The Bold Voice of J&K

Instant analysis versus fact-based comment

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A Surya Prakash

The recent round of by-election has given the Bharatiya Janata Party a bit of a jolt and all its opponents something to cheer about. Prime Minister Narendra Modi’s opponents are gloating over the so-called disappearance of the ‘Modi wave’, whereas members of the BJP find it difficult to comprehend how such a strong pro-Modi sentiment last May could ebb so quickly.
There are people in both camps who perceive the results as flowing out of one pan-Indian electoral sentiment. This is a mistake because uniform voter sentiment across the country has become rare in the last three decades. In 1984, Rajiv Gandhi won a massive mandate of over 400 seats in the Lok Sabha election held months after Indira Gandhi’s assassination. Thereafter, it has taken 30 years for a single party to secure a clear majority in the Lok Sabha. But, even in these elections, there were several regional/local variations in electors’ responses. For example, in the Lok Sabha poll after Indira Gandhi’s assassination, the Congress managed to win just six of the 42 Lok Sabha seats in Andhra Pradesh. The remaining went to the Telugu Desam and its allies. Similarly, while Modi and the BJP registered unprecedented success in northern and central India in May 2014, there was no semblance of a wave in its favour in big States like West Bengal, Tamil Nadu and Kerala.
Therefore, it is unwise to assume that there is an over-arching national voter sentiment in every election. On the other hand, there could be reasonable explanations for the wild fluctuations one notices in the mood of voters from State-to-State, if one saw the results in a national election or a round of by-election as the aggregate of opinions given by voters in 29 distinct electoral colleges in the context in which an election is held. In other words, even if the electors in a majority of the States and Union Territories have a common preference as in 1984 and 2014, it would be better to assume that this is a case of many electoral communities thinking alike, rather than assuming that it is the response of one consolidated national electorate. Further, even within an electoral community, it is important to place the decision of electors in the context in which an election is held. Only such an approach will enable analysts to explain the volte-face of electors in elections held within months of each other. For example, in the Lok Sabha election held in December 1984, the Congress bagged 24 of the 28 seats in Karnataka. The remaining four went to the Janata Party, which headed a coalition that ruled the State at that time. Following the disappointing performance of his party, Ramakrishna Hegde, the Chief Minister of the State, tendered his resignation and recommended dissolution of the State Assembly and fresh elections. Although it was a parliamentary election, Hegde said the results indicated that he had lost the mandate of the people, which he had won in the previous year. The State Assembly was dissolved and an election was held to elect a new State Assembly three months hence, in March 1985. In this election, the voters swung back in favour of Hegde and gave the Janata party 139 seats in the 224-member State Assembly. The Congress secured just 65 seats. In other words, the voters preferred different parties and leaders for governance at federal and State levels. When this happened, no one said that Prime Minister Rajiv Gandhi, who had registered a handsome victory just some months ago, had lost the support of the people of the State or that the ‘Rajiv wave’ had evaporated. Instead, the March 1985 verdict of the people of Karnataka was judged correctly as a positive mandate for Hegde to rule the State. The results indicated that the people of the State were almost chiding Hedge for misinterpreting their electoral decision in the preceding Lok Sabha poll.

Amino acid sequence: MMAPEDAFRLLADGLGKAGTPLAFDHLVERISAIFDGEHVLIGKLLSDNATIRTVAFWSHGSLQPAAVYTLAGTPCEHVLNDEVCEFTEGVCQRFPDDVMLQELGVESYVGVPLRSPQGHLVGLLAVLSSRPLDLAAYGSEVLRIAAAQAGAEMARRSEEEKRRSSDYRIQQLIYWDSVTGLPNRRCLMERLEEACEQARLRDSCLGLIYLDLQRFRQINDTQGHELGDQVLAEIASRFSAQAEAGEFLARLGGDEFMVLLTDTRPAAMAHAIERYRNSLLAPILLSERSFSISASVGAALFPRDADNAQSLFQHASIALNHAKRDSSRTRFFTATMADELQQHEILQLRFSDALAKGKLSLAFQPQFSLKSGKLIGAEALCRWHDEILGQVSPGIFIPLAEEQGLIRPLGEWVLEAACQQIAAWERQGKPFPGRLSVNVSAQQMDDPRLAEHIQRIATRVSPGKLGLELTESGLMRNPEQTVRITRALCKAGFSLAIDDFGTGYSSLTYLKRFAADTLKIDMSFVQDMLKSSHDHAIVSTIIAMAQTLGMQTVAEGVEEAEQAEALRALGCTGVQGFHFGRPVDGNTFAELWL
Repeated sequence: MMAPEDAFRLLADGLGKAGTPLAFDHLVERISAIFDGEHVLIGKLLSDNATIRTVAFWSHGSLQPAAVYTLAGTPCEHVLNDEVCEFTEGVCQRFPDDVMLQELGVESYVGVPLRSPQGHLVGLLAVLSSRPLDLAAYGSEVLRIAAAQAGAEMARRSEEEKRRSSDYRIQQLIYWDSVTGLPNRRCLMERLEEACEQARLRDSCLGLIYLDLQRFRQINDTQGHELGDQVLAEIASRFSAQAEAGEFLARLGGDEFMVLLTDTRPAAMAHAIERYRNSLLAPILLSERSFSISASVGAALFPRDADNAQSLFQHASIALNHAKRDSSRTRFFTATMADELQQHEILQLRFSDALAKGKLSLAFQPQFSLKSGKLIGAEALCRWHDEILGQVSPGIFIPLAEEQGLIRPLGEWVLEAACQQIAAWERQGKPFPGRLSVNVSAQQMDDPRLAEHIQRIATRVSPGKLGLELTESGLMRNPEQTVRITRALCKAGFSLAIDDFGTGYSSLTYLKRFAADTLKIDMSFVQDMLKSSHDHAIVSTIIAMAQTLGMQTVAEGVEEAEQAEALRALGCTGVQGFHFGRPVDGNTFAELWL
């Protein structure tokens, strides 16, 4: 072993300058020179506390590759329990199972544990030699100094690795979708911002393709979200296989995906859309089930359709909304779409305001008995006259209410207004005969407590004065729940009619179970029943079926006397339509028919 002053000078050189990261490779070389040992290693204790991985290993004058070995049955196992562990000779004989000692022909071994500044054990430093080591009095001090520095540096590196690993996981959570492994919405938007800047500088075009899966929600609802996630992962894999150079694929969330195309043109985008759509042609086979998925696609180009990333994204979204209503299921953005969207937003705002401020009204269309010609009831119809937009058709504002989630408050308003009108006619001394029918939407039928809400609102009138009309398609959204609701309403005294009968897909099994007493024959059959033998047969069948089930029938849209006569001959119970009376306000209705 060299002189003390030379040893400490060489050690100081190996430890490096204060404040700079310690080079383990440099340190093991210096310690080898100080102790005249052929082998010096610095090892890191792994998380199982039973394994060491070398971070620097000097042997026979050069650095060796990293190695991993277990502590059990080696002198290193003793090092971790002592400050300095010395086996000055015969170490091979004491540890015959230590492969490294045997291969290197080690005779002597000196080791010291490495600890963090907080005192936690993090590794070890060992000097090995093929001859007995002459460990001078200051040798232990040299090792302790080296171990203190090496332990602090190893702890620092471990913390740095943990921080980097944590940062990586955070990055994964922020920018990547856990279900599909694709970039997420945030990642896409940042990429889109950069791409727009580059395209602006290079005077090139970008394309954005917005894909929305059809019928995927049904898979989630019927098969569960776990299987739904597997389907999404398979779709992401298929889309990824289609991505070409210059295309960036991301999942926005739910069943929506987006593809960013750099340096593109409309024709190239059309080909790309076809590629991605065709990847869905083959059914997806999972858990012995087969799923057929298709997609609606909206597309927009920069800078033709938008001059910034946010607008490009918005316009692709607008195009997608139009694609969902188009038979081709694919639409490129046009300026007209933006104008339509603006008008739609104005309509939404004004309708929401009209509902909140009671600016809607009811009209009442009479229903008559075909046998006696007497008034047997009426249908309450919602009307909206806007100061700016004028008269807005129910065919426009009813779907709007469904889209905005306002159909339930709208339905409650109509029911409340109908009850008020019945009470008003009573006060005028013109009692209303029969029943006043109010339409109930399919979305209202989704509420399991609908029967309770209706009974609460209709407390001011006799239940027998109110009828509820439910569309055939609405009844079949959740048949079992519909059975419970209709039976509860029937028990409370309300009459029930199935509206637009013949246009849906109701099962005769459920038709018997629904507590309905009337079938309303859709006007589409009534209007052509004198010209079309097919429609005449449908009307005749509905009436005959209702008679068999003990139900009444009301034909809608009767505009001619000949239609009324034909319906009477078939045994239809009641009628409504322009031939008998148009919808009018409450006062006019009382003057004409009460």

Several political developments over the years are responsible for plunging the country into a vicious and continuous cycle of elections at the national level and in the States. The first general election after Independence was held in the country in 1952. The elections to the Lok Sabha and the State Assemblies were synchronised. This system of simultaneous elections to the Lok Sabha and State Assemblies was followed in 1957, 1962 and 1967. But this was broken by Prime Minister Indira Gandhi when she sought dissolution of the Lok Sabha and a fresh parliamentary poll one year ahead of time in 1971. This decision of Indira Gandhi disrupted the predictable five-year cycle for nation-wide elections to elect a new Parliament and new Assemblies. As a result, State Assemblies went to polls separately in 1972 and thereafter, nobody could put humpty dumpty together again! But, this was not the only reason for disruption of the system of simultaneous elections to Parliament and State Assemblies. The next factor was political instability in the States. From the late 1960s the Congress’s popularity began to wane and the people elected many hotch-potch coalitions of parties opposed to the Congress.

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